Nevertheless this process and reflection have been helpful – because I have realized, even more clearly than before, that in all my research I have worked backwards rather than forwards. This means that I haven’t decided ‘I am going to go out and research that’, these are my questions, this is the methodology I will adopt, and these are the methods I will use. All my research has emerged, almost serendipitously, from my experience – mostly experience of participating in MOOCs. At the end of the MOOC (or equivalent experience) I find I have met people who, like me, have unanswered questions and want to probe further and then it goes from there. It is messy. The questions keep changing, the data is difficult and messy to gather and it takes months and months to make sense of. The survey we designed to research the use of blogs and forums in the CCK08 MOOC, took months and months of convoluted discussion. We didn’t concoct these questions from thin air, we drew them from our data, endless hours of trawling blogs and forums for what participants had said. We then spent further endless hours debating these statements, their language, whether they made sense and yet we have been asked in this MOOC to write a set of hypothetical survey questions in one week. In addition, all my research has been collaborative, so it feels strange to be working on the methods tasks in isolation, however half-heartedly.

To end on a more positive note, I have thoroughly enjoyed going through all the Visual Methods and Ethnography resources this week, which have been very informative.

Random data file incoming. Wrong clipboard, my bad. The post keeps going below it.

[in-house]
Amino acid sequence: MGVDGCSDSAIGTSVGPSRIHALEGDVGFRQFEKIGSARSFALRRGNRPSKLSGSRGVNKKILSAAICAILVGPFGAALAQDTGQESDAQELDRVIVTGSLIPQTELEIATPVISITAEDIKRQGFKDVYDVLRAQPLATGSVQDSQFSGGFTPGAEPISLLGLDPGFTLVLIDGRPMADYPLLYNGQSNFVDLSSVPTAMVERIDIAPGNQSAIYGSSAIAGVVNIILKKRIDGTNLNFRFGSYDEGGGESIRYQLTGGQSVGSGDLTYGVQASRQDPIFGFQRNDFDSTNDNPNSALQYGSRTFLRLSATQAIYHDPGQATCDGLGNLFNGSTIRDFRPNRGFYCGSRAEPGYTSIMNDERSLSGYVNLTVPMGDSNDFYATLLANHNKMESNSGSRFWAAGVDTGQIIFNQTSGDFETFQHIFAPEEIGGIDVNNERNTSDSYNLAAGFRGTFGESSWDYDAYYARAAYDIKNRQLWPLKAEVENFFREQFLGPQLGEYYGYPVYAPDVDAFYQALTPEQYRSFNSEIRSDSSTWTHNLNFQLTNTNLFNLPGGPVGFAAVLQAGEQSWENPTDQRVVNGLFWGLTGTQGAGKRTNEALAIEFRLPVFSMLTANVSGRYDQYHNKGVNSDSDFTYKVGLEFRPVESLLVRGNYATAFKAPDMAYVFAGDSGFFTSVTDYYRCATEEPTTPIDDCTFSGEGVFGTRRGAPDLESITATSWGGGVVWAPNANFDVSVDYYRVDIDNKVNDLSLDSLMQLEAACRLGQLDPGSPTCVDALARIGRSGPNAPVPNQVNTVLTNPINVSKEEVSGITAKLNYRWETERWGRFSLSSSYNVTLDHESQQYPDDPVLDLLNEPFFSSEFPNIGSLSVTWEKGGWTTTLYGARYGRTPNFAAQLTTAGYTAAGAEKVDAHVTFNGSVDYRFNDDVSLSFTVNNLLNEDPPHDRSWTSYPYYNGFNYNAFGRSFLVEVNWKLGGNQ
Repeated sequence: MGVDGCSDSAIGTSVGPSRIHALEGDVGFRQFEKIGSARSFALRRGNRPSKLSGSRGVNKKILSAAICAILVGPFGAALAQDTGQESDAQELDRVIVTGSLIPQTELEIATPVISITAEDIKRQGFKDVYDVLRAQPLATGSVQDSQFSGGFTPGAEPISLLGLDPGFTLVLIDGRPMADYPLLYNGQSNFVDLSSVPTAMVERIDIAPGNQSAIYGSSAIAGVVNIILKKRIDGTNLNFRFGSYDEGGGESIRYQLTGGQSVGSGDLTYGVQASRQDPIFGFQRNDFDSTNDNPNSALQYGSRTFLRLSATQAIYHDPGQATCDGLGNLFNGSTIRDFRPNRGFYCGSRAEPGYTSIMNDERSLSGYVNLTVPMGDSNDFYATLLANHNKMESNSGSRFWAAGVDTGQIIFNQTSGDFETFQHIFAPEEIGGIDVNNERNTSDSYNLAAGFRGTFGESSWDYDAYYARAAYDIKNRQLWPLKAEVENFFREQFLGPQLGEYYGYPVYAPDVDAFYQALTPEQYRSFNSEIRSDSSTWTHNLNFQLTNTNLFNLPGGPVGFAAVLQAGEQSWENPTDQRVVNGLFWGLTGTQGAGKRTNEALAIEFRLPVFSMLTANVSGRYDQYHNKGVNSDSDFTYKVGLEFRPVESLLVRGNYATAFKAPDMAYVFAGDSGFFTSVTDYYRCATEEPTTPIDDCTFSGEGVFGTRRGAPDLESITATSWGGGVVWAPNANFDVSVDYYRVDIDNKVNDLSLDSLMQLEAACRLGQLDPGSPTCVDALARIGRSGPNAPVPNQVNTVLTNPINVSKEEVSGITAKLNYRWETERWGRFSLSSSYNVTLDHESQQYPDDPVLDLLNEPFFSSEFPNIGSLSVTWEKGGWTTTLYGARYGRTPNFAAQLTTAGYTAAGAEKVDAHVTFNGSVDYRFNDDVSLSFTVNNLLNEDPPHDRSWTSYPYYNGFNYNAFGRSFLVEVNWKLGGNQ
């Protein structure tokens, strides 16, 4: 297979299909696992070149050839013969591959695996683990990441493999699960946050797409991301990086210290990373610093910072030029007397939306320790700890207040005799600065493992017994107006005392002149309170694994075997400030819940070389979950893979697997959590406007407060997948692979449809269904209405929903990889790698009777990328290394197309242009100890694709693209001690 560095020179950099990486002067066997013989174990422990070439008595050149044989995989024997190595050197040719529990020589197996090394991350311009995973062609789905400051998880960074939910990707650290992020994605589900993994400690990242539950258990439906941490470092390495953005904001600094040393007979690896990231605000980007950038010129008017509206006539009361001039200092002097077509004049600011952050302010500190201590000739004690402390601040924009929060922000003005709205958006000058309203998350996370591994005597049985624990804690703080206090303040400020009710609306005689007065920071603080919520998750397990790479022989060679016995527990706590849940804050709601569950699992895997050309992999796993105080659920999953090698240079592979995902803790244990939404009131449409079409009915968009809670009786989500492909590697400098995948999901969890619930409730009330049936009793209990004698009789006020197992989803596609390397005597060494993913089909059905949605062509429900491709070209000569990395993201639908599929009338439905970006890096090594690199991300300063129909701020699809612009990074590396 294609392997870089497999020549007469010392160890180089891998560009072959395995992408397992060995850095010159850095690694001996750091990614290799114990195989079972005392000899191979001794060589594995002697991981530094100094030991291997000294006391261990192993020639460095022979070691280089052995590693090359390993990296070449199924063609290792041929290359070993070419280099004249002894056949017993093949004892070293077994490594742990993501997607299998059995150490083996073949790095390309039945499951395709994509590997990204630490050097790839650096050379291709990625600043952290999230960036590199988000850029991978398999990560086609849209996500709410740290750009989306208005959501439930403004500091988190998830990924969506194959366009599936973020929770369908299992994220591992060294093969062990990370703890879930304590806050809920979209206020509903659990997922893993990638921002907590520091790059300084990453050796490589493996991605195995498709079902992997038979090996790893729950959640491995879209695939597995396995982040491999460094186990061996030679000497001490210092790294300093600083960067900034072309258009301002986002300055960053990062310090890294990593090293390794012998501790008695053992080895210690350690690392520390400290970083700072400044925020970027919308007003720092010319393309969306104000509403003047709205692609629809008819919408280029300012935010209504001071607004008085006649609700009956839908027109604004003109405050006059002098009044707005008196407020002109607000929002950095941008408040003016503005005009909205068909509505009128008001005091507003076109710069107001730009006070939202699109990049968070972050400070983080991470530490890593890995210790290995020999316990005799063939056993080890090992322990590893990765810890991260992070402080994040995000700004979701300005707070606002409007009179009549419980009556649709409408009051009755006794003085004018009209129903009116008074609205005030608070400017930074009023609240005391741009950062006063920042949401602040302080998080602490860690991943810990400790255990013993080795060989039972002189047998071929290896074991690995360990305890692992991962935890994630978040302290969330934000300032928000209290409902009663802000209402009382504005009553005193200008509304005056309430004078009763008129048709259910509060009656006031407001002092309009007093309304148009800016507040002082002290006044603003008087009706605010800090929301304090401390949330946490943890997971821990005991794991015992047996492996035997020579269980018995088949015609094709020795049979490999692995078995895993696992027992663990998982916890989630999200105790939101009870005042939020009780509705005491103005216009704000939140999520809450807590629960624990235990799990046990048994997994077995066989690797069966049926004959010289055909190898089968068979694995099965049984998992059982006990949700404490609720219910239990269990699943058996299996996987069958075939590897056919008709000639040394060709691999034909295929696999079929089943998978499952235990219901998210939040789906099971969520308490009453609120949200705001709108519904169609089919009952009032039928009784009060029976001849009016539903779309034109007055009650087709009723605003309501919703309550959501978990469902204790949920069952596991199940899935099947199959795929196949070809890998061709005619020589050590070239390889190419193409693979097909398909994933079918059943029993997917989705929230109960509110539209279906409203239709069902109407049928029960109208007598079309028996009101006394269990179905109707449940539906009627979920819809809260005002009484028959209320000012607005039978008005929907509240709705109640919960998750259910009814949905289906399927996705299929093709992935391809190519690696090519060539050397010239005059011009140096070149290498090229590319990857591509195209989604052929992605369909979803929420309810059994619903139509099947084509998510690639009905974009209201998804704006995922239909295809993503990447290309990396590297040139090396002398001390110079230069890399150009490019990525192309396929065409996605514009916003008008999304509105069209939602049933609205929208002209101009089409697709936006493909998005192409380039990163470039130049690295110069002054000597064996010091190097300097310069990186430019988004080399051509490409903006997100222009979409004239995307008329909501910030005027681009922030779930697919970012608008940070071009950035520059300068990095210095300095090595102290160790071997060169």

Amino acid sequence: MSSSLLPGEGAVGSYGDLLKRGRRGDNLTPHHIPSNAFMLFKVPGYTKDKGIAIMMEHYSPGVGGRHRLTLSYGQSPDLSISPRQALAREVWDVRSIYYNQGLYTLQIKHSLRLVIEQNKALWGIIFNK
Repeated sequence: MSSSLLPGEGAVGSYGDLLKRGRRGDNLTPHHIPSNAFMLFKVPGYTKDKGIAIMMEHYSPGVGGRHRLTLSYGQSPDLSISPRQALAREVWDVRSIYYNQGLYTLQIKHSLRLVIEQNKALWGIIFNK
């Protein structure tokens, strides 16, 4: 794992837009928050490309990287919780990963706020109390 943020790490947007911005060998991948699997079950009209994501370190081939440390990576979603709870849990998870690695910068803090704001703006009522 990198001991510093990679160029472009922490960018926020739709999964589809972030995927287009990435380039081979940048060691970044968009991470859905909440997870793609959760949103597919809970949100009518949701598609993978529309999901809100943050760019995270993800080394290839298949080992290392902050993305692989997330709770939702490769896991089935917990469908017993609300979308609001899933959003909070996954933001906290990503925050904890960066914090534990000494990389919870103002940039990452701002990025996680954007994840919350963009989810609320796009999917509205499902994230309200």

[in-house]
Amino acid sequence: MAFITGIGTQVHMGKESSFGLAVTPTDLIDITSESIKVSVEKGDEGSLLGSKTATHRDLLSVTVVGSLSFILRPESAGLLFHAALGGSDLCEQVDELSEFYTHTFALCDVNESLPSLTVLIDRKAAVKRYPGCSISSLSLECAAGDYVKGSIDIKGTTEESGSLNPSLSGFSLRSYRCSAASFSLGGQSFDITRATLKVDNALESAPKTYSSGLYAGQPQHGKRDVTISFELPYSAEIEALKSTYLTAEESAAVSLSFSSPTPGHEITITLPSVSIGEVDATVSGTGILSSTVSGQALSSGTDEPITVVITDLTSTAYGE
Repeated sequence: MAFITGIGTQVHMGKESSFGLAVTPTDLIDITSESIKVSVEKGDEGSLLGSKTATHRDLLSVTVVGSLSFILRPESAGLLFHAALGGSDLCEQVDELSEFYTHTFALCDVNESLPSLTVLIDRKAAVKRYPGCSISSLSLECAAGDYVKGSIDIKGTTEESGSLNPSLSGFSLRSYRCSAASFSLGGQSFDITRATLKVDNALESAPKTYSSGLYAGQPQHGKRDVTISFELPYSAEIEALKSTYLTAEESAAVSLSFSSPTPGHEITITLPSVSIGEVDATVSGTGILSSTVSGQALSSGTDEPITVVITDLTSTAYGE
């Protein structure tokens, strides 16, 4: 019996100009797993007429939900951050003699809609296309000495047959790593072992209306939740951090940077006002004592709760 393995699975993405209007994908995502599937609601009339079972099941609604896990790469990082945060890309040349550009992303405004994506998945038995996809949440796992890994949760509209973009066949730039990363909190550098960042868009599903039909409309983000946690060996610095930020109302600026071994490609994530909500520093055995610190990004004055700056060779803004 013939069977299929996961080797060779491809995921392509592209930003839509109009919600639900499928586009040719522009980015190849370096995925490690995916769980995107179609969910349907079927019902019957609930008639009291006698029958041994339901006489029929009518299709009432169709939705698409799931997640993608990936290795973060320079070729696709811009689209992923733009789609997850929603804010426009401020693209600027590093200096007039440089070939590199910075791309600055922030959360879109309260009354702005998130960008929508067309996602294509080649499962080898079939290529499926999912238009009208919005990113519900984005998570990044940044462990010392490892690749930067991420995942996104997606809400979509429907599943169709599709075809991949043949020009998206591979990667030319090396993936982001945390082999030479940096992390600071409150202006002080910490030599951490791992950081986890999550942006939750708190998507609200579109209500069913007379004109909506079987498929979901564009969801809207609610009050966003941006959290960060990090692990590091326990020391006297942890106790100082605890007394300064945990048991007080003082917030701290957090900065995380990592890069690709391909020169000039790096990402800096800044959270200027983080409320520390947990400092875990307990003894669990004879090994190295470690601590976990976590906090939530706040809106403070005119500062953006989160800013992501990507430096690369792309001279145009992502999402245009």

And to end on a fun note, one of the participants, Helen Walker (@helenwalker7) has just posted an infrographics quiz on her blog –  The ‘who old are you? quiz shows me to be at the limits of my creative zenith, career and worldly success. Maybe that accounts for this post 🙂

#SOCRMx – Introduction to Social Research Methods MOOC. Week 1

 

Source of image

I am currently participating in two MOOCs – the #openedMOOC run by David Wiley and George Siemens, and this one – Introduction to Social Research Methods, run by Jeremy Knox and his team at Edinburgh University.

I have made a late start on both MOOCs because I was away for the first half of the week. I am hoping that working on two MOOCs won’t be too ambitious.

I have already written a blog post about the #openedMOOC and have now worked through the materials for Week 1 on the Introduction to Social Research Methods. To end this week we have been asked to think about and blog our responses to five questions. Here are the questions and my thoughts: